The "old guy" workout :)

Nashtide

Member
That depends on loading, time of the push, goals, etc. Max push for short distance will have different effects than moderate loads for longer distances and short rest periods. If you're trying to HIIT, a load that's close to max effort for 20-30s seconds of pushing, followed by 1m rest, should be in the ball park. What distance choices do you have?
I’ve not actually measured the distance, but I’d estimate it at about 50 feet.
 

JimGainz

Member
I used to lift competitively in high school and college, now at 52 I have no desire to slug heavy weights around. My routine consists of dumbbells, and barbells – mostly complex movements such as deadlifts, front squats, bent over rows, overhead press – are the core of my program. I’ve recently begun incorporating farmers carries on my lifting days and this has done absolutely wonders for my shoulder strength, trap size, and scapular stability. I lift 4 days per week, hitting each body part twice, and I’m done in 30-40 minutes. No cardio other than casual bike rides or now, doing 1 or 2 rounds of the 7 minute workout app when I feel like it.
As we age, resistance training becomes more important than cardio IMO. A lot of cardiac health is inherited and other risks can be mediated through statins if it becomes a problem – but old age muscle wasting is a real disease – and a real problem so it’s good that we keep up the strength training as we age.
 

Will Brink

Member
I’ve not actually measured the distance, but I’d estimate it at about 50 feet.
If HIIT, weight you can just make the distance in 20-30 seconds, 1min rest. For endurance work, strength development, etc, could be different, such as longer or shorter rest periods and such. Cant go wrong with sled work.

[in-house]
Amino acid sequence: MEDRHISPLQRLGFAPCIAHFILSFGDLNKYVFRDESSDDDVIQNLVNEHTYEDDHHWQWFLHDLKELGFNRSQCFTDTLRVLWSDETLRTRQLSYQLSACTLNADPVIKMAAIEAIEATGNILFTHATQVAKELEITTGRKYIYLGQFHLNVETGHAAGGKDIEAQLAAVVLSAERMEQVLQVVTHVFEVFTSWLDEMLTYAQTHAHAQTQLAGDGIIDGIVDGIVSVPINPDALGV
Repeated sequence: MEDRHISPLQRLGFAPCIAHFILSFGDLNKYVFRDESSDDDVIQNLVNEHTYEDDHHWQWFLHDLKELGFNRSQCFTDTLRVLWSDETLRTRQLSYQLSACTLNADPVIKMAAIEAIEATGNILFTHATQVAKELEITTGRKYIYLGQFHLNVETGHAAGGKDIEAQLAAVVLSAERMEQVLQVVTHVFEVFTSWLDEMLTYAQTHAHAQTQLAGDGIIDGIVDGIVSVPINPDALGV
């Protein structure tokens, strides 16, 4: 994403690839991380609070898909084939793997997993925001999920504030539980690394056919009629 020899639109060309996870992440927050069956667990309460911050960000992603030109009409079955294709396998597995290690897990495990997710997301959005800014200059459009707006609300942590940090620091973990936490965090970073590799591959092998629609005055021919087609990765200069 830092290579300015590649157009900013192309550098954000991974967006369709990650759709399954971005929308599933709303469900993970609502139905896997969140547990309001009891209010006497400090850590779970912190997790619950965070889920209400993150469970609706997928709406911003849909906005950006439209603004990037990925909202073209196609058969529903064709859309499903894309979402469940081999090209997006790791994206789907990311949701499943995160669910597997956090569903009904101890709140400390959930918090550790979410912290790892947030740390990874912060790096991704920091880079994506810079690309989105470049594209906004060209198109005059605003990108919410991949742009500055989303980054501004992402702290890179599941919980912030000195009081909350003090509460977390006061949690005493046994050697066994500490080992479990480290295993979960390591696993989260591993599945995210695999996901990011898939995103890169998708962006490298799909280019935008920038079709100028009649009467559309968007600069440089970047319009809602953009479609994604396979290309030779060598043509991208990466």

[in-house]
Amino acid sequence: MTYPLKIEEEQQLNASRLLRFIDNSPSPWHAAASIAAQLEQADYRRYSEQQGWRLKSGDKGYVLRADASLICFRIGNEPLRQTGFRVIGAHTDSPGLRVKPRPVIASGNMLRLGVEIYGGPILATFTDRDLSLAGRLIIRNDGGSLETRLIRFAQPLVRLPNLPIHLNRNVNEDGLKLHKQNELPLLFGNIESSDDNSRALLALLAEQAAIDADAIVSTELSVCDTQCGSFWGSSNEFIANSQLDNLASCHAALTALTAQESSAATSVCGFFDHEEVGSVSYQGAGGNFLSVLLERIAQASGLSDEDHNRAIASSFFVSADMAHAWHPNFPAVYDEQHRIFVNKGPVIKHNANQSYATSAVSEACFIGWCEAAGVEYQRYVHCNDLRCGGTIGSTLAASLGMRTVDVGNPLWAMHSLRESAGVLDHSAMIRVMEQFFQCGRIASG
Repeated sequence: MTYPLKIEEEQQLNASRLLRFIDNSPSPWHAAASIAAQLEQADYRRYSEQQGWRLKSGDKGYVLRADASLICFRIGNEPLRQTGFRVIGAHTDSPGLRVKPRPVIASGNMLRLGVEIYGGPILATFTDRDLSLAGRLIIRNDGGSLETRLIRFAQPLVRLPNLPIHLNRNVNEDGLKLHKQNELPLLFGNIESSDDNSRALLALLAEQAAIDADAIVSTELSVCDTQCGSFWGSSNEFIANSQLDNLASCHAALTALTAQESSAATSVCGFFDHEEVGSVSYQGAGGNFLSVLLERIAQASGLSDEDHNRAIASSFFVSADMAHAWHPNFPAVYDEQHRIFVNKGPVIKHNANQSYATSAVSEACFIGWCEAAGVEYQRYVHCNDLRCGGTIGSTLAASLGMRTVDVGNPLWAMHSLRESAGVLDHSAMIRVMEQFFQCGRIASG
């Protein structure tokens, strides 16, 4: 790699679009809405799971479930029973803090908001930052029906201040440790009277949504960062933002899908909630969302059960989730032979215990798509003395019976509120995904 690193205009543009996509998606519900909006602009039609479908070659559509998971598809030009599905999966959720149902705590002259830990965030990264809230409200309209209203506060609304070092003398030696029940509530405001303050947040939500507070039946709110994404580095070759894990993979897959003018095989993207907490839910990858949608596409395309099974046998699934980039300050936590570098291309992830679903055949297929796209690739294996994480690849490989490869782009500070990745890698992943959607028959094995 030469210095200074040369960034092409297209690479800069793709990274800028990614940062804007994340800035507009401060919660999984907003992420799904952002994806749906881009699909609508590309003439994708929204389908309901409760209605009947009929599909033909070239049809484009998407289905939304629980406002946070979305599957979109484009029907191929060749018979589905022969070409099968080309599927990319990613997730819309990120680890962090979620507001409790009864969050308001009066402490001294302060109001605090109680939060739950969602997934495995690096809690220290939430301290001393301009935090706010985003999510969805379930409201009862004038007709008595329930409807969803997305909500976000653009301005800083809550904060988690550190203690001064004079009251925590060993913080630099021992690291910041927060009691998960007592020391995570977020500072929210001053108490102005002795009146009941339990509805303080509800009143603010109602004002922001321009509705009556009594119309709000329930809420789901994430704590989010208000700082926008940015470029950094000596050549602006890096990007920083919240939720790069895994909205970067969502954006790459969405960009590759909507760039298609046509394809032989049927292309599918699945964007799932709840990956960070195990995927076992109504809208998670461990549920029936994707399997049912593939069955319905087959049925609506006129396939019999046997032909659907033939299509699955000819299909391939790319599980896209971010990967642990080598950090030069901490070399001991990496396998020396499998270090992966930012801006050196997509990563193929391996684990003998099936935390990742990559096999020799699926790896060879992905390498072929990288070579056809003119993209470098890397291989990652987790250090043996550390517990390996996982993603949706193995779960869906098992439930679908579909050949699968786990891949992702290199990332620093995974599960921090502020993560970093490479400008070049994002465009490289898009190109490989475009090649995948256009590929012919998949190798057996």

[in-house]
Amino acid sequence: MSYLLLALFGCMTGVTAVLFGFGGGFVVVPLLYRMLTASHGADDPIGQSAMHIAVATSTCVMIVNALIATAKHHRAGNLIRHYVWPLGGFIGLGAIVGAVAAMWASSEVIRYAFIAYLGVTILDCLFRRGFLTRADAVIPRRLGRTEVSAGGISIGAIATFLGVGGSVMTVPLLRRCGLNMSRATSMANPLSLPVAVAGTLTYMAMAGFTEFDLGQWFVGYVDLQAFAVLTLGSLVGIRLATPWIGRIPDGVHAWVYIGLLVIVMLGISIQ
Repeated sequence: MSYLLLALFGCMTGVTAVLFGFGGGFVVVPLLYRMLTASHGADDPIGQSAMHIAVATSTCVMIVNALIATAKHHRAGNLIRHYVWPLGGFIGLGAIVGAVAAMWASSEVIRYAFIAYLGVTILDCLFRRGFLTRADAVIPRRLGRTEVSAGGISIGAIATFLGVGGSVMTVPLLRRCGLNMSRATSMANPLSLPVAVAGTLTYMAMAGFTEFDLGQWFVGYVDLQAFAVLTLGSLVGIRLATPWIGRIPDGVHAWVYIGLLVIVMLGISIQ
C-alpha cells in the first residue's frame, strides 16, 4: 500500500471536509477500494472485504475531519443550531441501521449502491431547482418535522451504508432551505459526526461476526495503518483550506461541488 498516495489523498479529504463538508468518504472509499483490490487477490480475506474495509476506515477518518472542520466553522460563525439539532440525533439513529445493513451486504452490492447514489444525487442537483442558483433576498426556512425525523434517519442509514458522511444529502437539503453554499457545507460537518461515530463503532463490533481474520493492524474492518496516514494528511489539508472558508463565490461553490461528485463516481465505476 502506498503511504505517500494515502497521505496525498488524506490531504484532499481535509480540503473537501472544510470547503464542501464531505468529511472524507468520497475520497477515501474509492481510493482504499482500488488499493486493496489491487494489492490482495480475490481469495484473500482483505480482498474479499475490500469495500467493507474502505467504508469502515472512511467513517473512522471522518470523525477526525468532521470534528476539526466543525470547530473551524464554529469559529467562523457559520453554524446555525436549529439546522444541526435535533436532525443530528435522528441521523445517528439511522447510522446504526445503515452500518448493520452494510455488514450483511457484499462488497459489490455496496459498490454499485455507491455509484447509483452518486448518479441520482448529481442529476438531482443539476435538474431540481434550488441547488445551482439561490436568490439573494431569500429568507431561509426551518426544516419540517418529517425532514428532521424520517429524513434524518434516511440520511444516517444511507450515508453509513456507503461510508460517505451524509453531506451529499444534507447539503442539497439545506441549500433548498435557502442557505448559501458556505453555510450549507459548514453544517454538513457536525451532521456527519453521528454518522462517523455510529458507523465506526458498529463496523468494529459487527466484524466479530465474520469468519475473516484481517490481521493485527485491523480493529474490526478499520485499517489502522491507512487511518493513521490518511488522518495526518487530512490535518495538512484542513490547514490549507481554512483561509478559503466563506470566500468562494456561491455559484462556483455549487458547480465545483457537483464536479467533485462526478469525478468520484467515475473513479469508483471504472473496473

Nashtide

Member
If HIIT, weight you can just make the distance in 20-30 seconds, 1min rest. For endurance work, strength development, etc, could be different, such as longer or shorter rest periods and such. Cant go wrong with sled work.
I have a leg weakness issue. I won’t bore you with the details. So if I decide to try the sled it would be more for strength than HIIT.
 

galaxy

Member
Curious what everyone's thoughts are on high intensity training. There's a lot of research coming out that what matters most is intensity of effort rather than load. Ie training to failure with 50%,75%, or 90% of 1RM all achieve the same thing for the most part. Additionally the research is showing that strength training to failure shows a lot of similar adaptations to pure cardio. Finally, if you rush between sets you'll get a metabolic workout as well.

Also for those looking for a joint friendly workout Drew Baye has a high intensity program called project Kratos that's all bodyweight and timed static contractions that use different mechanically disadvantaged positions to continually escalate the resistance up.
 

Loki

Member
I have much better workouts when I shorten the rest time and increase my reps. With that being said I also have to increase the weight as I grow and get stronger. When I tell people I do high rep sets and they look at me they often call bullshit..... Until I tell them I am doing 315 on bench for 25 reps...

I still love getting stronger so I always pyramid as well down to 4 reps or so just to see how much stronger I am getting... Anything below 4 reps for me just seems dangerous for very little reward..
 

Sly

Member